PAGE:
Intergovernmental Networks in Peace Operations

Document Type

Peer-Reviewed Article

Publication Date



Notwithstanding the growing consensus on the benefits associated with cooperation among intergovernmental organizations (IGOs) in peacekeeping operations (PKOs), academic research has thus far neglected pressing questions of how IGOs collaborate within a network context in peace missions and how these interorganizational collaborations among IGOs, known as IGO networks, might account for the success or failure of these operations. More specifically, this study concentrates on how structural properties of IGO networks, such as the extensiveness of ties between network partners and the cohesiveness of such networks, may account for PKOs’ performance in accomplishing their core goals. A statistical analysis of all IGO peace operation networks since 1991 reveals that the density and centralization of IGO networks predict which PKOs are likely to be successful in accomplishing their core tasks of violence abatement, conflict containment, and conflict settlement.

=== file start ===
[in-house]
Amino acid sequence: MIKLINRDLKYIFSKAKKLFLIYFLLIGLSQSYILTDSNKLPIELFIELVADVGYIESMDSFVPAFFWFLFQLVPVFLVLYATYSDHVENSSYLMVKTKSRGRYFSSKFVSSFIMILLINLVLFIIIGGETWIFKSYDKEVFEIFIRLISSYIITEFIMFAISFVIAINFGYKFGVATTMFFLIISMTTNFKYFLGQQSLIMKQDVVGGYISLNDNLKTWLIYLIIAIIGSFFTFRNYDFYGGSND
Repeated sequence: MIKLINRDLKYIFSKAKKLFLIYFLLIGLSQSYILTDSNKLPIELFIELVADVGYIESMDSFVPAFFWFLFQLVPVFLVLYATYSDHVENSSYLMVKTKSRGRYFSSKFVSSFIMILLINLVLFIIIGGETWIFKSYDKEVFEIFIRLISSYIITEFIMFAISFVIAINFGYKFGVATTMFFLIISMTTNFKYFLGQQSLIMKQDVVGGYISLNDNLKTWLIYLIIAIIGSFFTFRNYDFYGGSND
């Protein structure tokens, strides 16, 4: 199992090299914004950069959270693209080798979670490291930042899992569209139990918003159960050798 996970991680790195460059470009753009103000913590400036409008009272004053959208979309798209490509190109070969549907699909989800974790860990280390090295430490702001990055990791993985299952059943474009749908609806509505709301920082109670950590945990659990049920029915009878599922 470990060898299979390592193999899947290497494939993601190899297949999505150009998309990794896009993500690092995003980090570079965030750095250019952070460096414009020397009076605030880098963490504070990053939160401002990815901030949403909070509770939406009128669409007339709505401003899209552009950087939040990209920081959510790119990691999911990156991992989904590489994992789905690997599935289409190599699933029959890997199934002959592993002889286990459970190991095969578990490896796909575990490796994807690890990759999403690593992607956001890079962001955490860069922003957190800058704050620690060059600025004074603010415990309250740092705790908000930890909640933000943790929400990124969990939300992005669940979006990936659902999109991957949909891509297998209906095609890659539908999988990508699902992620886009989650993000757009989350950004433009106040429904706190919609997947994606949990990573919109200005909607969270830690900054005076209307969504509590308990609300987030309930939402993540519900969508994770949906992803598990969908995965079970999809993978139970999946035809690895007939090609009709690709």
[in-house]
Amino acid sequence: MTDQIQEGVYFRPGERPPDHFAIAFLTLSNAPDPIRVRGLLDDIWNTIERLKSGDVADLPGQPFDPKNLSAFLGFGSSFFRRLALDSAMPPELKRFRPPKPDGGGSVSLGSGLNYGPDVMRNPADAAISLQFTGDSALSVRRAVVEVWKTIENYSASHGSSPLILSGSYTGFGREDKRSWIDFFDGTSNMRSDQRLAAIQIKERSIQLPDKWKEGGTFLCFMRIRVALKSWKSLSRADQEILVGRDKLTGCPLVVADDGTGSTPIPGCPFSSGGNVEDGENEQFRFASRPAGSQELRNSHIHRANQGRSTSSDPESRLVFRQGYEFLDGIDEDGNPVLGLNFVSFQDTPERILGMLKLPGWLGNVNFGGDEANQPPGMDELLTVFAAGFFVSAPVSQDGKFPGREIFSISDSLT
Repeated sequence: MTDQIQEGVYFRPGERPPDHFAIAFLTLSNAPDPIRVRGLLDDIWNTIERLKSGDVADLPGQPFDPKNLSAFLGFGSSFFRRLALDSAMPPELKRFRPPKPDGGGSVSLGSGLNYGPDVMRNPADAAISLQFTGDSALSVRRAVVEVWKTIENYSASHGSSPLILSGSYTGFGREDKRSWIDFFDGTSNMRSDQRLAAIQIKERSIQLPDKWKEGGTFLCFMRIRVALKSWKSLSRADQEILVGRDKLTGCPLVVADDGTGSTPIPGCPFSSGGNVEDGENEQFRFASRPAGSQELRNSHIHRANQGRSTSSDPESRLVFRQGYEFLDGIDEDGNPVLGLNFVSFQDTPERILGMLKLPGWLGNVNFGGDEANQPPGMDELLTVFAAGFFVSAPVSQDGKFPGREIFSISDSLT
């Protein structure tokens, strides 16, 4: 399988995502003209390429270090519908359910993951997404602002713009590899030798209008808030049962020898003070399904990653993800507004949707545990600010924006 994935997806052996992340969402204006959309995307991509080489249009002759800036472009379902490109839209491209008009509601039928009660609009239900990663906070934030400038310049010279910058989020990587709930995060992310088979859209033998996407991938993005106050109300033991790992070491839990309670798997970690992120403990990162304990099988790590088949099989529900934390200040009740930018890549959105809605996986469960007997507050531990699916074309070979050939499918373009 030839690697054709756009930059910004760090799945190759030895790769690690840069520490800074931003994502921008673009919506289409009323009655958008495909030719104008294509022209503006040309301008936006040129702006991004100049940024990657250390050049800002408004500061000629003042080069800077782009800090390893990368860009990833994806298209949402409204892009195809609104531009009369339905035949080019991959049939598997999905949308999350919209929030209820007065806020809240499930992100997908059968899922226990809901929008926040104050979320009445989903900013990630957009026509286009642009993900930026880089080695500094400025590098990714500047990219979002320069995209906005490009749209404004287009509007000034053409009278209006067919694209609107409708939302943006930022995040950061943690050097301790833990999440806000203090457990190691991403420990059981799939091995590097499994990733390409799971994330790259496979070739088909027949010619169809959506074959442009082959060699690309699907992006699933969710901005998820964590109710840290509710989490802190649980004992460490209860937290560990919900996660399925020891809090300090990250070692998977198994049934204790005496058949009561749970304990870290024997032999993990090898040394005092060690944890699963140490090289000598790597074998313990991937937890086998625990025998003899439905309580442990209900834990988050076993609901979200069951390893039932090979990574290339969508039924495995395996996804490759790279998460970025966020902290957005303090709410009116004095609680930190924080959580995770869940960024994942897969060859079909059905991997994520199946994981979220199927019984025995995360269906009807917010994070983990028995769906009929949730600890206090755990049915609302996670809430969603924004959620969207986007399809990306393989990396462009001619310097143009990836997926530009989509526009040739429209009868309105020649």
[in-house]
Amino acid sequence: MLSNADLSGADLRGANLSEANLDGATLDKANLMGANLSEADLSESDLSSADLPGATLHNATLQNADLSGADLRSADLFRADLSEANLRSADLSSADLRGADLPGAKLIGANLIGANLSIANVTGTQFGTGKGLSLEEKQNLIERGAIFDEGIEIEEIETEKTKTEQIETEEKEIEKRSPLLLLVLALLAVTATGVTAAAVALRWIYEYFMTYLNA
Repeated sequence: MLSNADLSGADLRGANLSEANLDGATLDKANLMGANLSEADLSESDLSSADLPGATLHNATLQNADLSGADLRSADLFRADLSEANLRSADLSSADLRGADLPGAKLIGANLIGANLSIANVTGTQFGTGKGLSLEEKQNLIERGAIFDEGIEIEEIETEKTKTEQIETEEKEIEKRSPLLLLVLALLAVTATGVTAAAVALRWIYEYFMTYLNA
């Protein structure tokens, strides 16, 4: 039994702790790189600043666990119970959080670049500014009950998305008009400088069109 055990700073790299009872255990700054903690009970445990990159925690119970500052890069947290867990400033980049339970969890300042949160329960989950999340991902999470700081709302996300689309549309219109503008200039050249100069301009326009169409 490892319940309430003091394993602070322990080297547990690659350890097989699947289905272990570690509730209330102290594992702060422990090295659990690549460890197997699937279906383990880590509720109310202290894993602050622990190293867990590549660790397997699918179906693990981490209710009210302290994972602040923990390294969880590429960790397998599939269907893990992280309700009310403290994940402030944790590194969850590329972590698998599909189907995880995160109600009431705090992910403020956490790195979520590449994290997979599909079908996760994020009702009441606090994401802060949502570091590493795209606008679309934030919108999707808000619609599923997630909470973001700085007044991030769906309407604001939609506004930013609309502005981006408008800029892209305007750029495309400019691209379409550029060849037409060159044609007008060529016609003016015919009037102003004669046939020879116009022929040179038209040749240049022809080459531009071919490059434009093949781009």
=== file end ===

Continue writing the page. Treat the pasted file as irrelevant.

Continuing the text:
Support for this research was provided by American Political Science Association Small Research Grant and Sacred Heart University Research and Creativity Grant.